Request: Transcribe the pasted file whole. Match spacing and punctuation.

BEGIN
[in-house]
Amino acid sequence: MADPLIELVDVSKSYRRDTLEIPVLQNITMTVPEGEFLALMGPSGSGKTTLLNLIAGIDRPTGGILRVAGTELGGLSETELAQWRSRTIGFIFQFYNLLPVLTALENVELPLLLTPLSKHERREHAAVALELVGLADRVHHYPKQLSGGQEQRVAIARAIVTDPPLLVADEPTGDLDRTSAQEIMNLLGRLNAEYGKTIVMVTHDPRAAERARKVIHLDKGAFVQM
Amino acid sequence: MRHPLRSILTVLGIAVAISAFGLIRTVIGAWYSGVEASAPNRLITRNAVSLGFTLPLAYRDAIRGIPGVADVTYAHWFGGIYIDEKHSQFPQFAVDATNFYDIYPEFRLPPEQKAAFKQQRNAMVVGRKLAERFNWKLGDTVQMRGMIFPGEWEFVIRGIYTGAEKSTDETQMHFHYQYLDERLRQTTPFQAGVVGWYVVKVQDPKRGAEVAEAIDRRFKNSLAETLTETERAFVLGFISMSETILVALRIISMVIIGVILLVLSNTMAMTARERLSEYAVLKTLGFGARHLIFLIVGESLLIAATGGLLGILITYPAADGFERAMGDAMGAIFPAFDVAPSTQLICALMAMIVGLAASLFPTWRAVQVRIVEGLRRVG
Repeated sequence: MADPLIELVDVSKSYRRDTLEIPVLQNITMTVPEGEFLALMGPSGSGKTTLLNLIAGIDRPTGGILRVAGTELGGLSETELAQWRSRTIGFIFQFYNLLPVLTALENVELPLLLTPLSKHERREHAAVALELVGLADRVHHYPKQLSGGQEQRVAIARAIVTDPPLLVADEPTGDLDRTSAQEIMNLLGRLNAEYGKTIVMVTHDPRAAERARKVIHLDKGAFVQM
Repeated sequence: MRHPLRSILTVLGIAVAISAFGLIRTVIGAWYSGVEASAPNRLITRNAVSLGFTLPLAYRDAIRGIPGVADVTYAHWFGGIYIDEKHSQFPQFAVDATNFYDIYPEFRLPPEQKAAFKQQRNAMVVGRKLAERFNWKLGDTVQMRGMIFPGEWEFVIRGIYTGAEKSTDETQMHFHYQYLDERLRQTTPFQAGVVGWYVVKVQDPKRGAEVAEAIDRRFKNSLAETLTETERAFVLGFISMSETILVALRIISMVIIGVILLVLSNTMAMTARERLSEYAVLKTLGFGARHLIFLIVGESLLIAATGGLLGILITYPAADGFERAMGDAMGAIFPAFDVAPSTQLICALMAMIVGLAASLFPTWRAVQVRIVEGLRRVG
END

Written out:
[in-house]
Amino acid sequence: MADPLIELVDVSKSYRRDTLEIPVLQNITMTVPEGEFLALMGPSGSGKTTLLNLIAGIDRPTGGILRVAGTELGGLSETELAQWRSRTIGFIFQFYNLLPVLTALENVELPLLLTPLSKHERREHAAVALELVGLADRVHHYPKQLSGGQEQRVAIARAIVTDPPLLVADEPTGDLDRTSAQEIMNLLGRLNAEYGKTIVMVTHDPRAAERARKVIHLDKGAFVQM
Amino acid sequence: MRHPLRSILTVLGIAVAISAFGLIRTVIGAWYSGVEASAPNRLITRNAVSLGFTLPLAYRDAIRGIPGVADVTYAHWFGGIYIDEKHSQFPQFAVDATNFYDIYPEFRLPPEQKAAFKQQRNAMVVGRKLAERFNWKLGDTVQMRGMIFPGEWEFVIRGIYTGAEKSTDETQMHFHYQYLDERLRQTTPFQAGVVGWYVVKVQDPKRGAEVAEAIDRRFKNSLAETLTETERAFVLGFISMSETILVALRIISMVIIGVILLVLSNTMAMTARERLSEYAVLKTLGFGARHLIFLIVGESLLIAATGGLLGILITYPAADGFERAMGDAMGAIFPAFDVAPSTQLICALMAMIVGLAASLFPTWRAVQVRIVEGLRRVG
Repeated sequence: MADPLIELVDVSKSYRRDTLEIPVLQNITMTVPEGEFLALMGPSGSGKTTLLNLIAGIDRPTGGILRVAGTELGGLSETELAQWRSRTIGFIFQFYNLLPVLTALENVELPLLLTPLSKHERREHAAVALELVGLADRVHHYPKQLSGGQEQRVAIARAIVTDPPLLVADEPTGDLDRTSAQEIMNLLGRLNAEYGKTIVMVTHDPRAAERARKVIHLDKGAFVQM
Repeated sequence: MRHPLRSILTVLGIAVAISAFGLIRTVIGAWYSGVEASAPNRLITRNAVSLGFTLPLAYRDAIRGIPGVADVTYAHWFGGIYIDEKHSQFPQFAVDATNFYDIYPEFRLPPEQKAAFKQQRNAMVVGRKLAERFNWKLGDTVQMRGMIFPGEWEFVIRGIYTGAEKSTDETQMHFHYQYLDERLRQTTPFQAGVVGWYVVKVQDPKRGAEVAEAIDRRFKNSLAETLTETERAFVLGFISMSETILVALRIISMVIIGVILLVLSNTMAMTARERLSEYAVLKTLGFGARHLIFLIVGESLLIAATGGLLGILITYPAADGFERAMGDAMGAIFPAFDVAPSTQLICALMAMIVGLAASLFPTWRAVQVRIVEGLRRVG